Lawyers for Donald Trump opened his impeachment defense Friday by strenuously denying he played any role in inciting the deadly riot at the US Capitol, blasting the case against him as politically motivated “hatred” and part of a yearslong Democratic “witch hunt.”
Lawyers for the former president told senators that Trump was entitled to dispute the 2020 election results and that his doing so, including in a speech that preceded the assault on the Capitol, did not amount to inciting the violence that followed.
They sought to turn the tables on prosecutors by likening the Democrats’ questioning of the legitimacy of Trump’s 2016 win to his challenge of his election loss.
When Trump implored supporters to “fight like hell” on Jan. 6, they said, that was no different from the Democrats’ own charged rhetoric that risks precipitating violence.
“This is ordinarily political rhetoric that is virtually indistinguishable from the language that has been used by people across the political spectrum for hundreds of years,” said Michael van der Veen, one of Trump’s lawyers. “Countless politicians have spoken of fighting for our principles.”
After a prosecution case rooted in emotive, violent images from the Capitol siege, the impeachment trial shifted to defense lawyers who made a fundamental concession: The violence was every bit as traumatic, unacceptable and illegal as Democrats say — but Trump did not order it. Van der Veen said the siege was carried out by people who had “hijacked” for their own purposes what was supposed to be a peaceful event and had made plans for violence before Trump had even spoken.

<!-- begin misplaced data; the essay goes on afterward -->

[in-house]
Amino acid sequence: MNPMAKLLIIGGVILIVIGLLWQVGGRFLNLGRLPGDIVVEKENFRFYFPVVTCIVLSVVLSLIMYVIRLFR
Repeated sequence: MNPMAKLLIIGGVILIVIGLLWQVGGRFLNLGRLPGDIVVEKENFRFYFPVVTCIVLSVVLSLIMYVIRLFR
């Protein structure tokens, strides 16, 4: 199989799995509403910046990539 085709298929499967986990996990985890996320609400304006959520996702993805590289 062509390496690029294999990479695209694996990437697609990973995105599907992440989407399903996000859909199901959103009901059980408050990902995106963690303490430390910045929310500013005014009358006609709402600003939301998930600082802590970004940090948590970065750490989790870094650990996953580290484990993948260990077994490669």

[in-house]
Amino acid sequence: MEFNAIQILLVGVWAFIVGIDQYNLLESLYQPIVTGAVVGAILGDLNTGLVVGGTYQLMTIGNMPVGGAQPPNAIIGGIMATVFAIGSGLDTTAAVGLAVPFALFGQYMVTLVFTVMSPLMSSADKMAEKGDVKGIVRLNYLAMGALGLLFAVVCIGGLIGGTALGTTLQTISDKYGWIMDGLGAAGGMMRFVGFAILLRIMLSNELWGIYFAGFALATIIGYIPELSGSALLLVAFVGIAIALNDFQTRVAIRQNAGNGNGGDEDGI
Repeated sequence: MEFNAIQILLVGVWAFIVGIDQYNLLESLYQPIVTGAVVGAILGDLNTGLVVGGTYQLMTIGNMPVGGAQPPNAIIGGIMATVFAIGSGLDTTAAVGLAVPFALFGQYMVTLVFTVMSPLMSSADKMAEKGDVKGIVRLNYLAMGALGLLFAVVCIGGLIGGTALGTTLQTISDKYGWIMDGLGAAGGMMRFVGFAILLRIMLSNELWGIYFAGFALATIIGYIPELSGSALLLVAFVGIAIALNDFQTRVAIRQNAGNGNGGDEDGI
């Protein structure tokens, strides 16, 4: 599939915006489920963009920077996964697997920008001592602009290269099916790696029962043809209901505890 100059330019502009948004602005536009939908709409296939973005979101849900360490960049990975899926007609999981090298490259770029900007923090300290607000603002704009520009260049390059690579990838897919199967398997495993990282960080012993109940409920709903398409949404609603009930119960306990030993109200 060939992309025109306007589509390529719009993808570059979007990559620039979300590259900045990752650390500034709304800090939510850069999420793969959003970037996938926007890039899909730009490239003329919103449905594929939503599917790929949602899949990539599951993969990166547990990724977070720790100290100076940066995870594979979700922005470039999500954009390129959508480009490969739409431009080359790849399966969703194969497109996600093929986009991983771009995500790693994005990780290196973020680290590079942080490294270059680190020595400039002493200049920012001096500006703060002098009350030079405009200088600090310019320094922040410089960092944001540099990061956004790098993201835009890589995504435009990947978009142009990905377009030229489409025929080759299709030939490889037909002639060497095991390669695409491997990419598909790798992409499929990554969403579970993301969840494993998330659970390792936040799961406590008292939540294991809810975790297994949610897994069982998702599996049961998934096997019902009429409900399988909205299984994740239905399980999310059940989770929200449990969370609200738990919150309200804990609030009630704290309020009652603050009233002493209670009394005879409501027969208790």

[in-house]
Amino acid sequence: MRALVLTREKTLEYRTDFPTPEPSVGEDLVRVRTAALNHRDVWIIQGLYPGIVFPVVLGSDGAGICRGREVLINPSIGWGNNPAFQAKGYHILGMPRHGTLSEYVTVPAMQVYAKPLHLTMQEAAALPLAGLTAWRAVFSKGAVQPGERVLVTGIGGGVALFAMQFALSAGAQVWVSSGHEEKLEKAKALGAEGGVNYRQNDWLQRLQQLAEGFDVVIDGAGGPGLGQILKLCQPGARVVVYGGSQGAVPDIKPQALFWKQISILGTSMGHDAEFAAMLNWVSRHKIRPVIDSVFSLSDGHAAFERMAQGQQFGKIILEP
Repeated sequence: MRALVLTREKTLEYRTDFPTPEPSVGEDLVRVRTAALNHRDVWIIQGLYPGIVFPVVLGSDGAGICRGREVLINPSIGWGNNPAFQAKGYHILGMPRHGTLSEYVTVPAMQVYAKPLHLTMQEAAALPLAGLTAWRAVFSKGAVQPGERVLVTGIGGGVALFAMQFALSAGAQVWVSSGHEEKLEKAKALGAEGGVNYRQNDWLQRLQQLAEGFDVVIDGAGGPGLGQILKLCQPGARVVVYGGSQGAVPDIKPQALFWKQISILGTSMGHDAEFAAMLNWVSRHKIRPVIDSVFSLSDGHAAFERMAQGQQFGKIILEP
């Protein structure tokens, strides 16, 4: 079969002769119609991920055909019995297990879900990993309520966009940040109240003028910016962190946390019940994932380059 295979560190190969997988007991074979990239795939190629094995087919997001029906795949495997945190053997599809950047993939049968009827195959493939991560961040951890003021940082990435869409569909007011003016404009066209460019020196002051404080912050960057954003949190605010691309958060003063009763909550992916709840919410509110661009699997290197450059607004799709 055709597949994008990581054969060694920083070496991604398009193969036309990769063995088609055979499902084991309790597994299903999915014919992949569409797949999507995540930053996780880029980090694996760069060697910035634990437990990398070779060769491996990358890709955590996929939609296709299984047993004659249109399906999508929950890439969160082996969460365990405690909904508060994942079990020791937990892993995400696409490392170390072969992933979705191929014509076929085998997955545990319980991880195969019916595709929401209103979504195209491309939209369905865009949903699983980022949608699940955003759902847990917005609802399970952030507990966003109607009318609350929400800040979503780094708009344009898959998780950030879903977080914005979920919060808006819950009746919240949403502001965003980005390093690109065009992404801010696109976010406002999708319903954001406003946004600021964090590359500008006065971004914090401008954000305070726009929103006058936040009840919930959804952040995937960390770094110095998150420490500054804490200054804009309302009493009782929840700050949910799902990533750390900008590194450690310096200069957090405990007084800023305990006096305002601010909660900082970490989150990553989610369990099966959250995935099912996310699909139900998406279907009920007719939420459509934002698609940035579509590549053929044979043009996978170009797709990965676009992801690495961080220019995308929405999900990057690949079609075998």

“You can’t incite what was going to happen,” he said.
Acknowledging the horrors of the January day is meant to blunt the visceral impact of the House Democrats’ case and quickly pivot to what Trump’s defenders see as the core — and more winnable — issue of the trial: Whether Trump can be held responsible for inciting the deadly Jan. 6 riot.
The argument is likely to appeal to Republican senators who want to be seen as condemning the violence but without convicting the president.
“They haven’t in any way tied it to Trump,” David Schoen, one of the president’s lawyers, told reporters near the end of two full days of Democrats’ arguments aimed at doing just that.
He previewed the essence of his argument Tuesday, telling the Senate jurors: “They don’t need to show you movies to show you that the riot happened here. We will stipulate that it happened, and you know all about it.”
In both legal filings and in arguments this week, Trump’s lawyers have made clear their position that the people responsible for the riot are the ones who actually stormed the building and who are now being prosecuted by the Justice Department.
Anticipating defense efforts to disentangle Trump’s rhetoric from the rioters’ actions, the impeachment managers spent days trying to fuse them together through a reconstruction of never-been-seen video footage alongside clips of the president’s monthslong urging of his supporters to undo the election results.
Democrats, who concluded their case Thursday, used the rioters’ own videos and words from Jan. 6 to try to pin responsibility on Trump. “We were invited here,” said one Capitol invader. “Trump sent us,” said another. “He’ll be happy. We’re fighting for Trump.”
The prosecutors’ goal was to cast Trump not as a bystander but rather as the “inciter in chief” who spread election falsehoods, then encouraged supporters to come challenge the results in Washington and fanned the discontent with rhetoric about fighting and taking back the country.
The Democrats also are demanding that he be barred from holding future federal office.
“This attack never would have happened but for Donald Trump,” Rep. Madeleine Dean, one of the impeachment managers, said Thursday as she choked back emotion. “And so they came, draped in Trump’s flag, and used our flag, the American flag, to batter and to bludgeon.”